Safety of outpatient treatment in acute pulmonary embolism

P. M. G. Erkens, Esteban Gandara, P. Wells, Alex Yi-Hao Shen, Gauruv Bose, G. Legal, Marc Rodger, M. H. Prins, M. Carrier*

*Corresponding author for this work

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Abstract

Introduction: Data regarding outpatient treatment of pulmonary embolism (PE) is scarce. This study evaluates the safety of outpatient management of acute PE. Methods: This is a retrospective cohort study of consecutive patients presenting at the Ottawa Hospital with acute PE diagnosed between 1 January 2007 and 31 December 2008. PE was defined as an arterial filling defect on CTPA or a high probability V/Q scan. Patients were managed as outpatients if they were hemodynamically stable, did not require supplemental oxygenation and did not have contraindications to low-molecular-weight heparin therapy. Results: In this cohort of 473 patients with acute PE, 260 (55.0%) were treated as outpatients and 213 (45.0%) were admitted to the hospital. The majority of the patients were admitted because of severe comorbidities (45.5%) or hypoxia (22.1%). No outpatient died of fatal PE during the 3-month follow-up period. At the end of follow-up, the overall mortality was 5.0% (95% CI, 2.7-8.4%). The rates of recurrent venous thromboembolism (VTE) in outpatients were 0.4% (95% CI, 0.0-2.1%) and 3.8% (95% CI, 1.9-7.0%) within 14 days and 3 months, respectively. The rates of major bleeding episodes were 0% (95% CI, 0-1.4%) and 1.5% (95% CI, 0.4-3.9%) within 14 days and 3 months, respectively. Four (1.5%) outpatients were admitted to the hospital within 14 days. Conclusions: A majority of patients with acute PE can be managed as outpatients with a low risk of mortality, recurrent VTE and major bleeding episodes.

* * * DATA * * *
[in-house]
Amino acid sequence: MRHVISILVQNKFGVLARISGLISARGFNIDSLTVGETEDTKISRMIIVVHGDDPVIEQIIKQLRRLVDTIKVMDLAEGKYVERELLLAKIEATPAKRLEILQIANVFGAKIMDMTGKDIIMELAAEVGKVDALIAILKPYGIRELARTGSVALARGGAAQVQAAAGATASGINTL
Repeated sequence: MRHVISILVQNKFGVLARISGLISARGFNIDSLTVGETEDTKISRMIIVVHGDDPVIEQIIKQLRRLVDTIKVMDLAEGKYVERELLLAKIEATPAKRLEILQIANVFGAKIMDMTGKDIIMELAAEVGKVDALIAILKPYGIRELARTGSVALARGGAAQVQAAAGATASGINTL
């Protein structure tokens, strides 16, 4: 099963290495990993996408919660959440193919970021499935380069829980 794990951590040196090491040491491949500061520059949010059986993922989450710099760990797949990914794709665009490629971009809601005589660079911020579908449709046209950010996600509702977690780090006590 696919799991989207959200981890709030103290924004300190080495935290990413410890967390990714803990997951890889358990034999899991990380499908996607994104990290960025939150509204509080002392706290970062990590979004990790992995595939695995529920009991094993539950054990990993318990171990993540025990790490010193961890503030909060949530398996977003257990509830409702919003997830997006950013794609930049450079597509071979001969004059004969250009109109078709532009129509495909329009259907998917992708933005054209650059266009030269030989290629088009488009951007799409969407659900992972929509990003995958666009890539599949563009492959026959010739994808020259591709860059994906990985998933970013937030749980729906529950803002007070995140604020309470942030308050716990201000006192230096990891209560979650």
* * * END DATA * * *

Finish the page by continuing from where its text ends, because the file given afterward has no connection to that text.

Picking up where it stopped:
Original languageEnglish
Pages (from-to)2412-2417
JournalJournal of Thrombosis and Haemostasis
Volume8
Issue number11
DOIs
Publication statusPublished - Nov 2010

Keywords

  • outpatient treatment
  • pulmonary embolism

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